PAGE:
In regards to funding, Abu Bakr al-Baghdadi's organization is also concerned about getting their supplies conveniently. In June this year, the mayor of the city of Mossul reported that ISIS had seized $450 million from a local bank.
ISIS combatants continue advancing towards Baghdad, fighting against the security forces and Shiite militias. The fighting takes place about 80 km from the capital, but there are certain forward factions that occur half the distance to the capital.
ISIS also has heavy military equipment, such as tanks and helicopters. In Syria, combatants are already funded from the extortion on Christians, which remain in their households, in exchange for protection.
Also, they control the largest oil refinery in the country, capable of processing about 320,000 oil barrels a day. The terrorist organization is strong there, where the population is divided and Sunni Muslims are the majority. They were well received by the mostly Sunni opposition in Syria, who oppose President Bashar al Asad, an Alawite labeled as “enemy of the enemy.”
In Iraq several Sunnites consider the situation from the same point of view. They feel discriminated against by the Government of Baghdad, dominated by Shiites.
As a result, the terrorist militia may advance easily, and local rebels are joining their troops.

The communication battle, part of the military strategy

Alleged rivals executed by decapitation in an attempt to generate an impact on the population so they do not join troops in favor of the Government, propaganda videos where different leaders explain the Jihad's aim - or Holy War -, the use of Twitter to announce the execution of 1,700 Shiite soldiers, the issuance of statements, investments in marketing - t-shirts with images alluding to the cause - all stimulate a communication strategy carefully studied and aimed at specific audiences, which has been fruitful and that the Iraqi Government has only censored on the Internet, in an attempt to stop it.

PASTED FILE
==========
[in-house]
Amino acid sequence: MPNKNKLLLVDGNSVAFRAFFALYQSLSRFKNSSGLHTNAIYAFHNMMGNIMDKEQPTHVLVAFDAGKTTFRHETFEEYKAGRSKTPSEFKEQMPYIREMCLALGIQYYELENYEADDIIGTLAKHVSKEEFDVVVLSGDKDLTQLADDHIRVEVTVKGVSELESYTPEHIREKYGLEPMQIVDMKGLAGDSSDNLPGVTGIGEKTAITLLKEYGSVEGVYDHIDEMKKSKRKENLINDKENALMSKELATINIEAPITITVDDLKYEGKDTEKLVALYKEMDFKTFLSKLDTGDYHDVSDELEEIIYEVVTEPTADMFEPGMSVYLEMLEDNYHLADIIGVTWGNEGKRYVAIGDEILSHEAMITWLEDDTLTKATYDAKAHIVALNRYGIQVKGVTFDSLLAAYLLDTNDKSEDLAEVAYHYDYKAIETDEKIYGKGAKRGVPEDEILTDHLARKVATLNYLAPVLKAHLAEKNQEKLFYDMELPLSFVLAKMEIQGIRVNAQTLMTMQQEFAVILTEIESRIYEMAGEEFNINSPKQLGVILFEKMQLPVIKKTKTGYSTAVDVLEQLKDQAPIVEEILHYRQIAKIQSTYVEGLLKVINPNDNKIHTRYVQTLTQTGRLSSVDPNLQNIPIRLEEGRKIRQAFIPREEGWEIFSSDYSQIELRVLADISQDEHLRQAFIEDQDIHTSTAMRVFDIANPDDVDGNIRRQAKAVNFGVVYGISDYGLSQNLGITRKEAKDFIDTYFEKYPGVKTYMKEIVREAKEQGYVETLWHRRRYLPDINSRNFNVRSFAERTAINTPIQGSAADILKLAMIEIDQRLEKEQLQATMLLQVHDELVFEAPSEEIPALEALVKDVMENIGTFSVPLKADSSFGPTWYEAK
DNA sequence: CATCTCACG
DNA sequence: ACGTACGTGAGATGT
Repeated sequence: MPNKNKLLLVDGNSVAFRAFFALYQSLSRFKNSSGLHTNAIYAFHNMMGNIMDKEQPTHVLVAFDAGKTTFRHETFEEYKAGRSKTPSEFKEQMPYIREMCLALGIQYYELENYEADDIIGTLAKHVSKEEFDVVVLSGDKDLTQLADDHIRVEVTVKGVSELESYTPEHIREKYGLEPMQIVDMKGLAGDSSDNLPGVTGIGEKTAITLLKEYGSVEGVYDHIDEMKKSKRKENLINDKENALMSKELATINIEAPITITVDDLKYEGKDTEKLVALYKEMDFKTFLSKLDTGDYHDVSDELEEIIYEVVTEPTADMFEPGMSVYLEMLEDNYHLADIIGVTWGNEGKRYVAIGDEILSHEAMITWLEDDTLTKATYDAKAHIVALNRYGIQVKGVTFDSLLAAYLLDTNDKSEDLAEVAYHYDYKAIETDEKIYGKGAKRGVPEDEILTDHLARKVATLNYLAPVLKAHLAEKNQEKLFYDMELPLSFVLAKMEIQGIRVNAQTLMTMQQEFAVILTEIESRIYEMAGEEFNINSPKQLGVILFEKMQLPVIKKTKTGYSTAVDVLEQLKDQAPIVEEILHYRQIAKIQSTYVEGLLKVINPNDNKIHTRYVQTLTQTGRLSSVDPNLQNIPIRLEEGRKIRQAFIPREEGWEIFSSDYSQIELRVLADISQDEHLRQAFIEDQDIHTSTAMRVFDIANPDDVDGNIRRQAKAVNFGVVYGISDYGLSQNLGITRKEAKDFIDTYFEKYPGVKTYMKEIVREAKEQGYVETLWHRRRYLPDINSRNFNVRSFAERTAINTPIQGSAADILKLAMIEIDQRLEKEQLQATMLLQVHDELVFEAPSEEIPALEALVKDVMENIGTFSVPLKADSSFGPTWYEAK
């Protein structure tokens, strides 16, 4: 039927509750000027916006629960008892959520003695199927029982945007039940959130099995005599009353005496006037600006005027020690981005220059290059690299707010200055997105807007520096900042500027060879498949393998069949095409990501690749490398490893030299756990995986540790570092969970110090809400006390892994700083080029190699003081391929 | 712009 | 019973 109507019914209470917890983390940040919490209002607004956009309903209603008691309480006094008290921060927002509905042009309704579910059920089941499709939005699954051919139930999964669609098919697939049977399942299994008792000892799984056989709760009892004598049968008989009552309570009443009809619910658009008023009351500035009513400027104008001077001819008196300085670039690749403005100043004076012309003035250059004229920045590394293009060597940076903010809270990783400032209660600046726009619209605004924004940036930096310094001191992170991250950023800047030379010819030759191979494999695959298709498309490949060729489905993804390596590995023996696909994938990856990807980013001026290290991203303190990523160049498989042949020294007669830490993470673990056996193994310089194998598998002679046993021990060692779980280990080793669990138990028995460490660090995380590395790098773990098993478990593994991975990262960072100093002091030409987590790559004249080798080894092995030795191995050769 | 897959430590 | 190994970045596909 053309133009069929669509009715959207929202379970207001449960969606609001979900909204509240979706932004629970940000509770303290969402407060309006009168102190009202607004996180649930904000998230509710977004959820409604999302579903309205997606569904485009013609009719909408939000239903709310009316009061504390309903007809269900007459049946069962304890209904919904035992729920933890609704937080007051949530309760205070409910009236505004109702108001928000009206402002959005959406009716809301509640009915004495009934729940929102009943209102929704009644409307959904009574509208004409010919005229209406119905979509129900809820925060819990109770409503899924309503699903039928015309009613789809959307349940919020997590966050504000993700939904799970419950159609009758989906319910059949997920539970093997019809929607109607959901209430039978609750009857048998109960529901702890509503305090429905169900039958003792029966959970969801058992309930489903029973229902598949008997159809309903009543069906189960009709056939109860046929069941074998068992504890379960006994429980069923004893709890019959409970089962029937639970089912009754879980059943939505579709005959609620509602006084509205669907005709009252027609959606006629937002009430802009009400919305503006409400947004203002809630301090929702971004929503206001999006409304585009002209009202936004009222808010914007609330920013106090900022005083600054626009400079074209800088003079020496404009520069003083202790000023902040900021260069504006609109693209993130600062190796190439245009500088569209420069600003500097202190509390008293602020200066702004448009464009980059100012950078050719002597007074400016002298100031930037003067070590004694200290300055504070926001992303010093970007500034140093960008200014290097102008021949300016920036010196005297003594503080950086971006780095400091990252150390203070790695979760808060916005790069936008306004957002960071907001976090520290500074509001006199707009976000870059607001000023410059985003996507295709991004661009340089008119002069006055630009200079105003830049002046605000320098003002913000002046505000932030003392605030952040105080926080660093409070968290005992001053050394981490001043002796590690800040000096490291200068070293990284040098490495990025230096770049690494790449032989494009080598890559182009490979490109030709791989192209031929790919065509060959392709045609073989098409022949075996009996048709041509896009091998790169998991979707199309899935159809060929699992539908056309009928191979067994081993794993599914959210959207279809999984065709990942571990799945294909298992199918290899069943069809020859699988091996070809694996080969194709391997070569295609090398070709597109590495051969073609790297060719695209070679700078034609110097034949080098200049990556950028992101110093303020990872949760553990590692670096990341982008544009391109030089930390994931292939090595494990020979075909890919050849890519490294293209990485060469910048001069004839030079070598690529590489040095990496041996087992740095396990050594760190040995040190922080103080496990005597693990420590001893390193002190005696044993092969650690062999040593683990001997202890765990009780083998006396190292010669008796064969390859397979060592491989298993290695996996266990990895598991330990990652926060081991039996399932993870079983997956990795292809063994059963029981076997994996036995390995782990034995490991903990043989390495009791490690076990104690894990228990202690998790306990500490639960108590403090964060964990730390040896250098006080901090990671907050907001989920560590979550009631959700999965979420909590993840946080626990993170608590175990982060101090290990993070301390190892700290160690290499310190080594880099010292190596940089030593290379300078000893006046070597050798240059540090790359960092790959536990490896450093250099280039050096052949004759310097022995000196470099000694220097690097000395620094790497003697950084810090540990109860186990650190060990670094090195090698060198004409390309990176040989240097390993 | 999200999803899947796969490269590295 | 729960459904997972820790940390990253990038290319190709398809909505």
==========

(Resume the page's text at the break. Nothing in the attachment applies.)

Censorship has not worked effectively in any country, and it is not the most efficient way to combat this sort of threat. For a long time, small and less powerful forces were able to attract the attention and support of external audiences to their cause, by means of communication techniques. This forced military decisions to be extrapolated that could be adopted to counter their offensive.
In the case of ISIS, despite its current relative military supremacy that is attacked by resources and help sent by Coalition nations, there is a high interest for the existence of a communication planning made by the Iraqi Government, so it can be possible to have a panorama of the current events in Syria and Iraq from a different perspective.
ISIS has made an effort to reach audiences, not only by means of sympathy but mostly by terror. If this is not carried out by means of strategic communications planning, the influence over the population affected by ISIS, no matter how large the military force is to control the territory under Jihadist rule, should be addressed immediately by the Iraqi Government, supported by the Coalition.
Extraordinary analysis, very enlightening.